IDAHO FALLS, Idaho (KIFI) - Cybersecurity and protecting our online footprint is an ever-growing concern. Idaho State University is working hard to ensure cybersecurity nationwide through educating the next generation of the cybersecurity workforce.
On Wednesday, U.S. Congressman Mike Simpson visited the Idaho Falls Extension Campus of the University of Idaho and Idaho State University. He visited the campus to learn more about Idaho State University's role in the cybersecurity sphere and discuss a new proposed lab for Industrial CyberSecurity Research.
He was there starting at 11 a.m. and discussed new initiatives with industry experts and researchers. During his visit with the experts and researchers, he learned that the University of Idaho and Idaho State University, are among the nation's leaders in academics for Industrial Cyber-Security. Making up the top seven.
"Cybersecurity is one of the biggest challenges we face in this country. And to find out that two of the seven top universities doing all this stuff are in Idaho, that's kind of amazing when you think about it," Simpson said.
Simpson said he hopes to use his influence in Congress to help secure future funding for the program. The two universities have sent a request to Congress asking for nearly $2.9 million dollars.
"In Congress, we have some influence about what we can do and how we can help them get the resources they need. Because a lot of this stuff is money. It's funding to do these things. And this is not cheap, but it's absolutely necessary," Simpson said.
Congressman Simpson also encourages young people interested in technology to explore the cybersecurity realm.
"If I was in junior high school, I would be looking at something like that. It is getting teachers to understand it so they can get their students involved in it. These young people of the young generation like yourself are fascinated by by technology, and I think we can get them into the field. They just have to know about it. So it starts at grade school getting these young students involved in it throughout high school and then in the college," Simpson said.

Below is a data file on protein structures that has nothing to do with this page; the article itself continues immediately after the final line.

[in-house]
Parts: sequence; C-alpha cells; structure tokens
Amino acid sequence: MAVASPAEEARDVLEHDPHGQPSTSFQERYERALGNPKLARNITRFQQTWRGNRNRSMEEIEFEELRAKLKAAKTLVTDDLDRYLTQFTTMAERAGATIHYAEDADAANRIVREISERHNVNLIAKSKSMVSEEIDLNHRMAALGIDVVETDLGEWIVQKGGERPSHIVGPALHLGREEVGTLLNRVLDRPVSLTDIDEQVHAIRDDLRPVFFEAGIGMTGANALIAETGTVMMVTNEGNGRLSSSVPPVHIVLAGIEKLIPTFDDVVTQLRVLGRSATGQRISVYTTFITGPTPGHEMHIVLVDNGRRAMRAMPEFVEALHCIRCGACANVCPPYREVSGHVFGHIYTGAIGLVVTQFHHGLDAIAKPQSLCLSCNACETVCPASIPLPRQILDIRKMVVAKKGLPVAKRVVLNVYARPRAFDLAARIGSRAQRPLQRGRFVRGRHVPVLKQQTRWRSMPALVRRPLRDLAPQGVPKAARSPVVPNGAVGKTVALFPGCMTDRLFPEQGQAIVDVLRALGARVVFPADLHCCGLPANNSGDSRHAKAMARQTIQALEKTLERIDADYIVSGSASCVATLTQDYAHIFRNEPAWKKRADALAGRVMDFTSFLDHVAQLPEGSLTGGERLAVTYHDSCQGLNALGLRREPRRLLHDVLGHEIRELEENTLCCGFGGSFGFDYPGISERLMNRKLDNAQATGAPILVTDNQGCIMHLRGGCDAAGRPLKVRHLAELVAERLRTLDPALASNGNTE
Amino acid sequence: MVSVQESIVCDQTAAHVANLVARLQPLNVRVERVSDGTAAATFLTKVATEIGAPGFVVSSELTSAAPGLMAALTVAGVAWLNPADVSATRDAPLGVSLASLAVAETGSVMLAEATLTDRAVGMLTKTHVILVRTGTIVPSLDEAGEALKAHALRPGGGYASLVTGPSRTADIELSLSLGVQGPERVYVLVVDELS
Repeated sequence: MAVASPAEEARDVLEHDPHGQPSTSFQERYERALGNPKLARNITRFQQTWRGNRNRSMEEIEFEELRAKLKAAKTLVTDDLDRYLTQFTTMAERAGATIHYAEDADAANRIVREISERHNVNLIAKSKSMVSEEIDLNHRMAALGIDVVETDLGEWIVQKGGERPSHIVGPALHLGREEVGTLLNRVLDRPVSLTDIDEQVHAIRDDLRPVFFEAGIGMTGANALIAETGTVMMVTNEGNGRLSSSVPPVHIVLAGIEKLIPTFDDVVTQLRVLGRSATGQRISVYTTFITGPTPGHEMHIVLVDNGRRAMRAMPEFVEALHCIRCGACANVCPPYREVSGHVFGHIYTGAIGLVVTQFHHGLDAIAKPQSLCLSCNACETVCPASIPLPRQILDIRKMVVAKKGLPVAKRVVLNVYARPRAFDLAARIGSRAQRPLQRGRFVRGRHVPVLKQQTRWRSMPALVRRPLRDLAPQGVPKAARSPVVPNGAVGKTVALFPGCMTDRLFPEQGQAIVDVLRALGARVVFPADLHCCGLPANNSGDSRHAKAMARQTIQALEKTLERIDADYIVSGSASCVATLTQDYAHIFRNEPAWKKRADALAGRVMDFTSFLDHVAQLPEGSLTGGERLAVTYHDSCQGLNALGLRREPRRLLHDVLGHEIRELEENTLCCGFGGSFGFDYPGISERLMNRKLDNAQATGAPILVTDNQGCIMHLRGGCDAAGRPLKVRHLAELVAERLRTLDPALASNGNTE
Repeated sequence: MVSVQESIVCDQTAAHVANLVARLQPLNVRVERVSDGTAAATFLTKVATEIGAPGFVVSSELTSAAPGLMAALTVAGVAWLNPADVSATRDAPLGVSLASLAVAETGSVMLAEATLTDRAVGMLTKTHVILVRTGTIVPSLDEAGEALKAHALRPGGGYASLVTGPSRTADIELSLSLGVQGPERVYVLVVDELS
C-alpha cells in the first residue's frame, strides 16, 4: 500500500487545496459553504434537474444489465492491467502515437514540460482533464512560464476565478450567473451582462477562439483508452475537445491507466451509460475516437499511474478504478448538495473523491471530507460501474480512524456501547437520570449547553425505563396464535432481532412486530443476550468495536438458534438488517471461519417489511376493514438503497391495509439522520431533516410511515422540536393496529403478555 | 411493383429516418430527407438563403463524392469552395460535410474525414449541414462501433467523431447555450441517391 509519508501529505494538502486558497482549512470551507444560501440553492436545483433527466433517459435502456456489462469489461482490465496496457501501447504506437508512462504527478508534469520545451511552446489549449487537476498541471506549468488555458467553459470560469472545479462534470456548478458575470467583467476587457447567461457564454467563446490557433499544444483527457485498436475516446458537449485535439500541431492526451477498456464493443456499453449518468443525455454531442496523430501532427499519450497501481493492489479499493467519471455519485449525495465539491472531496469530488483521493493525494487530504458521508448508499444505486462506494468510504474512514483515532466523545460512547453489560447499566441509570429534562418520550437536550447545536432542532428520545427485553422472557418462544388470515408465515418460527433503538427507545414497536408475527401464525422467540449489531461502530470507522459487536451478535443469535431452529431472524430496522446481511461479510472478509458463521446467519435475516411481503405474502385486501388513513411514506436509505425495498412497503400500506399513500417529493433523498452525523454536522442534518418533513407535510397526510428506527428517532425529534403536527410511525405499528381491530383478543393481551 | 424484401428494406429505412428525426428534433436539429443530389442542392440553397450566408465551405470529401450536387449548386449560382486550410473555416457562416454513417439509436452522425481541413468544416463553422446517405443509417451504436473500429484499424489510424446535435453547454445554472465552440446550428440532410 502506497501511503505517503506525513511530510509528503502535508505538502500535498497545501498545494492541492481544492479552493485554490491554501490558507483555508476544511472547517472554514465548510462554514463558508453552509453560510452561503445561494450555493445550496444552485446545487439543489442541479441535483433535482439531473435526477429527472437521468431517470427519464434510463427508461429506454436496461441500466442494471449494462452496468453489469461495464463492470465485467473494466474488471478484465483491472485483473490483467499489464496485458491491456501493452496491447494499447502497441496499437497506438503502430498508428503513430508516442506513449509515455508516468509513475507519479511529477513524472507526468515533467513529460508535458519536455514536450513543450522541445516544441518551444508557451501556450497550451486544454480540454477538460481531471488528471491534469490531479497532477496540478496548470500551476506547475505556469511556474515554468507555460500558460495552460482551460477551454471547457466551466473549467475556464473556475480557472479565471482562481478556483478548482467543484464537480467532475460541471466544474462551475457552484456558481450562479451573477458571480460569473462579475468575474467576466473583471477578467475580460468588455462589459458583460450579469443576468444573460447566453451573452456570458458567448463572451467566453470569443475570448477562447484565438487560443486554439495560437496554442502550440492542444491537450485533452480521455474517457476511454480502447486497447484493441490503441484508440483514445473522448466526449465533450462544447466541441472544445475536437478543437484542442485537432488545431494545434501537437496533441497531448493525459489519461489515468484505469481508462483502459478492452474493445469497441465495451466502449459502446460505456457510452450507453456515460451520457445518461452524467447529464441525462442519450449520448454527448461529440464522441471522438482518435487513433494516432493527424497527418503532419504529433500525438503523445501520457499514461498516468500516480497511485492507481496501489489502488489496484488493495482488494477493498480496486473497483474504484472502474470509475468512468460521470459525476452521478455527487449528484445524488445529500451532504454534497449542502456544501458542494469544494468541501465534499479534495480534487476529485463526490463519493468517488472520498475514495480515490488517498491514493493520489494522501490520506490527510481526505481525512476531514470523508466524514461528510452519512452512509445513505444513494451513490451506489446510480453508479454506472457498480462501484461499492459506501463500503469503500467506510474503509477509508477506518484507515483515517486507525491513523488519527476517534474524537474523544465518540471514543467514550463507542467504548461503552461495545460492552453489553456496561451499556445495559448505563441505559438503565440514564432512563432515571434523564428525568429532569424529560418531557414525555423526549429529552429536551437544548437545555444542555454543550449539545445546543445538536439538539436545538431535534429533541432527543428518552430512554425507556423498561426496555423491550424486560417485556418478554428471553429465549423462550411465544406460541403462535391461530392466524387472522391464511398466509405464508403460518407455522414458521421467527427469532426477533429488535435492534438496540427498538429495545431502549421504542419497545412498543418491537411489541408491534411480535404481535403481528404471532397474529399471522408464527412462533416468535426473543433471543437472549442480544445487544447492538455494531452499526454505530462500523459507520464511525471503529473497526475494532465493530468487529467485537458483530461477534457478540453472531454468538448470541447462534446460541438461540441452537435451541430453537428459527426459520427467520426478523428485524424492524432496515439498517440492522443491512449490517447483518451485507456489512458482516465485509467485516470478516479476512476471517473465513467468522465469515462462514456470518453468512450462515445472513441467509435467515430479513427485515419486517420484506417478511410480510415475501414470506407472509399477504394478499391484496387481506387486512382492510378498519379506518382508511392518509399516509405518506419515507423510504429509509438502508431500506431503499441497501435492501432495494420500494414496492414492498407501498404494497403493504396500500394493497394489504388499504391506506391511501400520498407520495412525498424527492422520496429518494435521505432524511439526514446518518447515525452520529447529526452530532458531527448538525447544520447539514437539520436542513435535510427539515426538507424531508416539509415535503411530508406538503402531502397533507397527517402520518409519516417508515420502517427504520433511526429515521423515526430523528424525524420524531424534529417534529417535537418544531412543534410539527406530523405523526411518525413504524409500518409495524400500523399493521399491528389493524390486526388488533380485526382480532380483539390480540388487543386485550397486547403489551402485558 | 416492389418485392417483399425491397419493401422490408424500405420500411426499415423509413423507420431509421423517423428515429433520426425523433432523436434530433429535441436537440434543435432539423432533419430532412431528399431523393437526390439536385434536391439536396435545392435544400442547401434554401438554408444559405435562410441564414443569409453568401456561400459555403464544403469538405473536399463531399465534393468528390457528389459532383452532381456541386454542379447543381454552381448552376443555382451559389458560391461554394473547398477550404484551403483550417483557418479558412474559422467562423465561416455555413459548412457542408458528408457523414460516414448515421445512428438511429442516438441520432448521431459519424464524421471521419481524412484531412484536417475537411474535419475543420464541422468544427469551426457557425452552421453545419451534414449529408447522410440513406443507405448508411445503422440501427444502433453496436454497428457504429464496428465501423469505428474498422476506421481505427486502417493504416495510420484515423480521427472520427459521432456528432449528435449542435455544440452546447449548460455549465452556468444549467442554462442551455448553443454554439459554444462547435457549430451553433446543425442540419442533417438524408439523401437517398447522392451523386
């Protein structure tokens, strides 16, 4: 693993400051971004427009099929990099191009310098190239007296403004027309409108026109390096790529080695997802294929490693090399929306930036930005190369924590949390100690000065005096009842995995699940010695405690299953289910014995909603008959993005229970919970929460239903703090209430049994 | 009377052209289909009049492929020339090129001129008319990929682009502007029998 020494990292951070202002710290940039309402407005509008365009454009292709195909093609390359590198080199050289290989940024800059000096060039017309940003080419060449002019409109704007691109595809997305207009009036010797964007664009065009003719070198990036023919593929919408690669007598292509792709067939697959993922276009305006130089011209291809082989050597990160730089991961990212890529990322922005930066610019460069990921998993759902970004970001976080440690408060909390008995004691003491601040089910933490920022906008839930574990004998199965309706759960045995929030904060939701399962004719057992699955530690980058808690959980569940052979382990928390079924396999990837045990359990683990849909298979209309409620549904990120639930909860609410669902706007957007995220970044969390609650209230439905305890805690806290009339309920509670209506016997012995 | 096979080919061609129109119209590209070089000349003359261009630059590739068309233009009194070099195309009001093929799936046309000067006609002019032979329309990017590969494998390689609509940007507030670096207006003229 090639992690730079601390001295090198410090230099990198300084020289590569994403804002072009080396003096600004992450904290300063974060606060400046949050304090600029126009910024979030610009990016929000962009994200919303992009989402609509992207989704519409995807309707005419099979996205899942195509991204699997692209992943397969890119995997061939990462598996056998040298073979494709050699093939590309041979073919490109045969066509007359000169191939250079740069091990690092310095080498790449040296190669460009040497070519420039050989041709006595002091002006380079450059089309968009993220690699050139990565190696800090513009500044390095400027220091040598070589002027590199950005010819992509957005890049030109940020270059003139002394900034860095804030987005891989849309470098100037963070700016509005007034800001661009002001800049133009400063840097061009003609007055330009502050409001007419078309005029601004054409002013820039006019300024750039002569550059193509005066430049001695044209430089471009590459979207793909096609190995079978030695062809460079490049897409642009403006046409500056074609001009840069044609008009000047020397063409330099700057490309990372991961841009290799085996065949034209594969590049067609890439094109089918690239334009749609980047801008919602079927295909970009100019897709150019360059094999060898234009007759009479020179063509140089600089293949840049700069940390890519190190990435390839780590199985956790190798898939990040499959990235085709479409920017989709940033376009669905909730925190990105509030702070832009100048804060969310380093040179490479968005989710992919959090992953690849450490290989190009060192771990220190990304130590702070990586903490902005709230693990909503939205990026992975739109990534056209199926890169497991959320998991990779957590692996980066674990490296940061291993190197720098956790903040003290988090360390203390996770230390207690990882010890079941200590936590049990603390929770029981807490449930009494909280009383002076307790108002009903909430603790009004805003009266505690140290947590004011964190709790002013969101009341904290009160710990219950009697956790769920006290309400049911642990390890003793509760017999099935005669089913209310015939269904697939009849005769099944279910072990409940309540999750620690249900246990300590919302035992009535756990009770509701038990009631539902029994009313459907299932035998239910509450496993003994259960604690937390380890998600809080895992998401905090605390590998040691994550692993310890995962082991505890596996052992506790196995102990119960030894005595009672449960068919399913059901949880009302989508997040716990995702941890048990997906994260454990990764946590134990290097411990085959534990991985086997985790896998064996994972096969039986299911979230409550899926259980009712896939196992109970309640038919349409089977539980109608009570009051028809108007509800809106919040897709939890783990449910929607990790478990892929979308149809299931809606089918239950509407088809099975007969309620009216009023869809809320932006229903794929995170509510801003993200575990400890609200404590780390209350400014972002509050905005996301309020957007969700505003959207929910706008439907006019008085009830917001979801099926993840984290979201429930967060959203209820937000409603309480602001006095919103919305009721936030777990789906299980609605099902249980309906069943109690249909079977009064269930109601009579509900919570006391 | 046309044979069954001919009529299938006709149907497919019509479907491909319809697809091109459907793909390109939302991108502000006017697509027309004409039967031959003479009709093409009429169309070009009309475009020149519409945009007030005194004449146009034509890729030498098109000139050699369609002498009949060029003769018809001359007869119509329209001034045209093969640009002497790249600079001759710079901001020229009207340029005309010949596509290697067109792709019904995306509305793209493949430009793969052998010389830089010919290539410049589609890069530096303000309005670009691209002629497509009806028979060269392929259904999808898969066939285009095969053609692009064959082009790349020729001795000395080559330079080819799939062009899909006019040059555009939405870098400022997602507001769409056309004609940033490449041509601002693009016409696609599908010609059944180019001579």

An educator for ISU Benjamin Lampe, says showing the congressman the challenges faced by the program is essential to its future success.
"It's just overall good to help paint that picture and help him show that his funding will be put to good effect and really targeted at the problem," Lampe said.
Lampe added as technology continues to rise and improve and more new tech releases so does the need to secure it rise.
"With technology, you also need to secure it because if you don't have security tomorrow, they're going to get hacked.," Lampe said.
Lampe says the program is hoping to expand with some of the funding as currently, they can only hold 20 students in a class at a time.
"The reason we're limited to that is because of the hardware constraints. So we're requesting funding to build systems and build technologies to make this available in a virtual space because virtual spaces allow us to scale very effectively in the cloud being a perfect picture of that. When you're in the cloud or Google the big providers, they can service the entire world because of that, that is the beauty of virtualization," Lampe said. "So our challenge is to take the expertise we have on physical trainers that have a level of say, limitations, and ability of how many people can work on it and open that up for people. So not only building bigger and better trainers that go to a larger scale, but also make those trainers available for any others that need to bring that into their curriculum and bring them as a resource into their education to make them more hands-on, make it more real for the student."
Congressman Simpson and the educators he visited look forward to a bright future in Idaho's Cyber-Security.